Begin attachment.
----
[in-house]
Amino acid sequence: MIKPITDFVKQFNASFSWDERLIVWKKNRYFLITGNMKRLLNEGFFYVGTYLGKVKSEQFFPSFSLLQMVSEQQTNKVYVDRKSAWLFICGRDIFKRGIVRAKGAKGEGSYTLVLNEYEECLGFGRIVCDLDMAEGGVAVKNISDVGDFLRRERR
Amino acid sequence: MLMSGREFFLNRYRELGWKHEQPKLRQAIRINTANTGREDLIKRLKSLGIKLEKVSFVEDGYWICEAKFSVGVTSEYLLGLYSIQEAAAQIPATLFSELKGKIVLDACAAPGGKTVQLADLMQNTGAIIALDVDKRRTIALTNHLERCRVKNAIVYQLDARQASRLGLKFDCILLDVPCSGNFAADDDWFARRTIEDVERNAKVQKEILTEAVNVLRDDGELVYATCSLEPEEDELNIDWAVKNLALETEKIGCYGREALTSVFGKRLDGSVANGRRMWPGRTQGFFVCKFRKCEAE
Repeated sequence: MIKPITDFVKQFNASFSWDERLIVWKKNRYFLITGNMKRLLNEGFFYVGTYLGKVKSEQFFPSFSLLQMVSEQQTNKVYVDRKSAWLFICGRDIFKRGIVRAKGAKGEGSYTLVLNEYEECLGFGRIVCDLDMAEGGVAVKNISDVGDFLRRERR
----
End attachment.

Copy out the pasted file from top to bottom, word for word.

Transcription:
[in-house]
Amino acid sequence: MIKPITDFVKQFNASFSWDERLIVWKKNRYFLITGNMKRLLNEGFFYVGTYLGKVKSEQFFPSFSLLQMVSEQQTNKVYVDRKSAWLFICGRDIFKRGIVRAKGAKGEGSYTLVLNEYEECLGFGRIVCDLDMAEGGVAVKNISDVGDFLRRERR
Amino acid sequence: MLMSGREFFLNRYRELGWKHEQPKLRQAIRINTANTGREDLIKRLKSLGIKLEKVSFVEDGYWICEAKFSVGVTSEYLLGLYSIQEAAAQIPATLFSELKGKIVLDACAAPGGKTVQLADLMQNTGAIIALDVDKRRTIALTNHLERCRVKNAIVYQLDARQASRLGLKFDCILLDVPCSGNFAADDDWFARRTIEDVERNAKVQKEILTEAVNVLRDDGELVYATCSLEPEEDELNIDWAVKNLALETEKIGCYGREALTSVFGKRLDGSVANGRRMWPGRTQGFFVCKFRKCEAE
Repeated sequence: MIKPITDFVKQFNASFSWDERLIVWKKNRYFLITGNMKRLLNEGFFYVGTYLGKVKSEQFFPSFSLLQMVSEQQTNKVYVDRKSAWLFICGRDIFKRGIVRAKGAKGEGSYTLVLNEYEECLGFGRIVCDLDMAEGGVAVKNISDVGDFLRRERR